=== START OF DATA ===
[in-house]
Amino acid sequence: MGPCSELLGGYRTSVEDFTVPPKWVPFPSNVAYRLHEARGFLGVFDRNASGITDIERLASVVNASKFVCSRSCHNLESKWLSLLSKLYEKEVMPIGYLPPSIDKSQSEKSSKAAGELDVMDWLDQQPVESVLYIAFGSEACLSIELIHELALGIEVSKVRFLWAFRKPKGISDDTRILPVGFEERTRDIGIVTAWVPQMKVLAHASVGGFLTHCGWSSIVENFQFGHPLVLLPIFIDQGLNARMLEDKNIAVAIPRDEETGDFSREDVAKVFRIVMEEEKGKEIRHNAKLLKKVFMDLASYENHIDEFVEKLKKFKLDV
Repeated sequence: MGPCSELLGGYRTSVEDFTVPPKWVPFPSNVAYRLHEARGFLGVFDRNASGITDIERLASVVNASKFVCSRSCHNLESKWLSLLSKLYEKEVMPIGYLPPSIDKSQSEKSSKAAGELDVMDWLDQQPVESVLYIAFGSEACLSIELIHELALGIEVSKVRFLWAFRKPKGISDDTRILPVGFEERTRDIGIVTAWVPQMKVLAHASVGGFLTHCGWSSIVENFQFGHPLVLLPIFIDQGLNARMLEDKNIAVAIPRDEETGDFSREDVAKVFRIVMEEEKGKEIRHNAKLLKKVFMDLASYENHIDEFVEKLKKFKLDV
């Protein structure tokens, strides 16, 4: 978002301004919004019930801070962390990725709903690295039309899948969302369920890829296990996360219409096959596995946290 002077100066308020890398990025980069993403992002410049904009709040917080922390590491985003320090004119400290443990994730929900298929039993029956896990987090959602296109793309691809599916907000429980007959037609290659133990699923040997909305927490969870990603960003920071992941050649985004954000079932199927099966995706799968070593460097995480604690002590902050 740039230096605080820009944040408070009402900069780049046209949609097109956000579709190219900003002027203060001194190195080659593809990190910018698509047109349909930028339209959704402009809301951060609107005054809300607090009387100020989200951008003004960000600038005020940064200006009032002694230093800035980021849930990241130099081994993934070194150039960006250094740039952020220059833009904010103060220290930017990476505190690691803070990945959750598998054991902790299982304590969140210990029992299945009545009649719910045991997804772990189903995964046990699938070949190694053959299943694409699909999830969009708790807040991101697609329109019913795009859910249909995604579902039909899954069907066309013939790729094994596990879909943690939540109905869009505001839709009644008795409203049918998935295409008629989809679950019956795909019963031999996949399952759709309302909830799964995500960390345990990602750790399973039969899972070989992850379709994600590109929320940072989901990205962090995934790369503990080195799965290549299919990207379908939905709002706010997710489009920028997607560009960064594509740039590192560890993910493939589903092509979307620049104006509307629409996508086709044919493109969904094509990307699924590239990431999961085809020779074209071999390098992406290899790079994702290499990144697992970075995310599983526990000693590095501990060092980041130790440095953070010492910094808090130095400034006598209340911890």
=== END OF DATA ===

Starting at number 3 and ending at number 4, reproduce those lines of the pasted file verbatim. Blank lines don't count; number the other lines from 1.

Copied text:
Repeated sequence: MGPCSELLGGYRTSVEDFTVPPKWVPFPSNVAYRLHEARGFLGVFDRNASGITDIERLASVVNASKFVCSRSCHNLESKWLSLLSKLYEKEVMPIGYLPPSIDKSQSEKSSKAAGELDVMDWLDQQPVESVLYIAFGSEACLSIELIHELALGIEVSKVRFLWAFRKPKGISDDTRILPVGFEERTRDIGIVTAWVPQMKVLAHASVGGFLTHCGWSSIVENFQFGHPLVLLPIFIDQGLNARMLEDKNIAVAIPRDEETGDFSREDVAKVFRIVMEEEKGKEIRHNAKLLKKVFMDLASYENHIDEFVEKLKKFKLDV
């Protein structure tokens, strides 16, 4: 978002301004919004019930801070962390990725709903690295039309899948969302369920890829296990996360219409096959596995946290 002077100066308020890398990025980069993403992002410049904009709040917080922390590491985003320090004119400290443990994730929900298929039993029956896990987090959602296109793309691809599916907000429980007959037609290659133990699923040997909305927490969870990603960003920071992941050649985004954000079932199927099966995706799968070593460097995480604690002590902050 740039230096605080820009944040408070009402900069780049046209949609097109956000579709190219900003002027203060001194190195080659593809990190910018698509047109349909930028339209959704402009809301951060609107005054809300607090009387100020989200951008003004960000600038005020940064200006009032002694230093800035980021849930990241130099081994993934070194150039960006250094740039952020220059833009904010103060220290930017990476505190690691803070990945959750598998054991902790299982304590969140210990029992299945009545009649719910045991997804772990189903995964046990699938070949190694053959299943694409699909999830969009708790807040991101697609329109019913795009859910249909995604579902039909899954069907066309013939790729094994596990879909943690939540109905869009505001839709009644008795409203049918998935295409008629989809679950019956795909019963031999996949399952759709309302909830799964995500960390345990990602750790399973039969899972070989992850379709994600590109929320940072989901990205962090995934790369503990080195799965290549299919990207379908939905709002706010997710489009920028997607560009960064594509740039590192560890993910493939589903092509979307620049104006509307629409996508086709044919493109969904094509990307699924590239990431999961085809020779074209071999390098992406290899790079994702290499990144697992970075995310599983526990000693590095501990060092980041130790440095953070010492910094808090130095400034006598209340911890």